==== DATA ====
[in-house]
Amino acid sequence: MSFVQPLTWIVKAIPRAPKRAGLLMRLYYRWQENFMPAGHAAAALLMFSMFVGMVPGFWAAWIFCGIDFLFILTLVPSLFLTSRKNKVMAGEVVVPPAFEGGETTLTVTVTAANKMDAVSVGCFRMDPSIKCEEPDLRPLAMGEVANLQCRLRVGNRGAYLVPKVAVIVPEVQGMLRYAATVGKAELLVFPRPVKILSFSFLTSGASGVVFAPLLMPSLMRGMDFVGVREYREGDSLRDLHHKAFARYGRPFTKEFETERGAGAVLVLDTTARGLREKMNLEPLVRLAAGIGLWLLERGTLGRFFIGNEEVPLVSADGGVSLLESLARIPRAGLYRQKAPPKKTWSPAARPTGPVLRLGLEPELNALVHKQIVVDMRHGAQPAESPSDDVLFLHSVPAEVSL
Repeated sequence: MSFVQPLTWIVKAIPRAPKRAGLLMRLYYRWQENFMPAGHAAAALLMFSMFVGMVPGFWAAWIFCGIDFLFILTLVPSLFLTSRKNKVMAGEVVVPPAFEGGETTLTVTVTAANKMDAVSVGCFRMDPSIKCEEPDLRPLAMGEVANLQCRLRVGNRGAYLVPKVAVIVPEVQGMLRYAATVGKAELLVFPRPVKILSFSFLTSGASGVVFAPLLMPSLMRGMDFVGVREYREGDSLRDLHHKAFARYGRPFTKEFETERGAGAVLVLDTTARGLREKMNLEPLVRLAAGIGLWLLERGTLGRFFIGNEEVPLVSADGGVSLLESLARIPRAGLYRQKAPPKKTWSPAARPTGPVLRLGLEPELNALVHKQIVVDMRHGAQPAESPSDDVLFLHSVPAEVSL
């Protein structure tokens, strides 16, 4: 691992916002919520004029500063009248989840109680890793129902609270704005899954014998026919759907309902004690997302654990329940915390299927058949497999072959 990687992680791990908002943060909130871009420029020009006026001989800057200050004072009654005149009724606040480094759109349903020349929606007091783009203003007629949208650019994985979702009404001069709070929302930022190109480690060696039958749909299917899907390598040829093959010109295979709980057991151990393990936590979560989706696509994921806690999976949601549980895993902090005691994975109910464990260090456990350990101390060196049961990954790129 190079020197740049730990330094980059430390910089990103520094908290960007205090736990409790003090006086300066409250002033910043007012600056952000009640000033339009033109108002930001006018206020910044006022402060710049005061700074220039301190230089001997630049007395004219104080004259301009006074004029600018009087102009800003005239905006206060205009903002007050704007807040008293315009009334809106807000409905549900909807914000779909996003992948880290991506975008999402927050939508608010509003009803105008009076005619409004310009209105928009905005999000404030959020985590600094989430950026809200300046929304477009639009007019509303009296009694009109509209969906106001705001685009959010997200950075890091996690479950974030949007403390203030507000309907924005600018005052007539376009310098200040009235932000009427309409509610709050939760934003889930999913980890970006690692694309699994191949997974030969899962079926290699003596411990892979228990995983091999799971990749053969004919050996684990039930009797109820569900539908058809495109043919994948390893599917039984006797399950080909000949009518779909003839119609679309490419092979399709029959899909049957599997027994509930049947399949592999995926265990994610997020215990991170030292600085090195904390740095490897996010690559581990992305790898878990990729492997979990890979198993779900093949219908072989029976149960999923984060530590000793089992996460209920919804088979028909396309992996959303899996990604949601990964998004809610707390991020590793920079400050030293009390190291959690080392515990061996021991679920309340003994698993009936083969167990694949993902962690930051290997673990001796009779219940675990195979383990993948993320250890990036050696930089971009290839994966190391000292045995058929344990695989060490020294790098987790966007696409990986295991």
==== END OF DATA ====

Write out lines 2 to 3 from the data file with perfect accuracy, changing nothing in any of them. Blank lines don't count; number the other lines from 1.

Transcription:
Amino acid sequence: MSFVQPLTWIVKAIPRAPKRAGLLMRLYYRWQENFMPAGHAAAALLMFSMFVGMVPGFWAAWIFCGIDFLFILTLVPSLFLTSRKNKVMAGEVVVPPAFEGGETTLTVTVTAANKMDAVSVGCFRMDPSIKCEEPDLRPLAMGEVANLQCRLRVGNRGAYLVPKVAVIVPEVQGMLRYAATVGKAELLVFPRPVKILSFSFLTSGASGVVFAPLLMPSLMRGMDFVGVREYREGDSLRDLHHKAFARYGRPFTKEFETERGAGAVLVLDTTARGLREKMNLEPLVRLAAGIGLWLLERGTLGRFFIGNEEVPLVSADGGVSLLESLARIPRAGLYRQKAPPKKTWSPAARPTGPVLRLGLEPELNALVHKQIVVDMRHGAQPAESPSDDVLFLHSVPAEVSL
Repeated sequence: MSFVQPLTWIVKAIPRAPKRAGLLMRLYYRWQENFMPAGHAAAALLMFSMFVGMVPGFWAAWIFCGIDFLFILTLVPSLFLTSRKNKVMAGEVVVPPAFEGGETTLTVTVTAANKMDAVSVGCFRMDPSIKCEEPDLRPLAMGEVANLQCRLRVGNRGAYLVPKVAVIVPEVQGMLRYAATVGKAELLVFPRPVKILSFSFLTSGASGVVFAPLLMPSLMRGMDFVGVREYREGDSLRDLHHKAFARYGRPFTKEFETERGAGAVLVLDTTARGLREKMNLEPLVRLAAGIGLWLLERGTLGRFFIGNEEVPLVSADGGVSLLESLARIPRAGLYRQKAPPKKTWSPAARPTGPVLRLGLEPELNALVHKQIVVDMRHGAQPAESPSDDVLFLHSVPAEVSL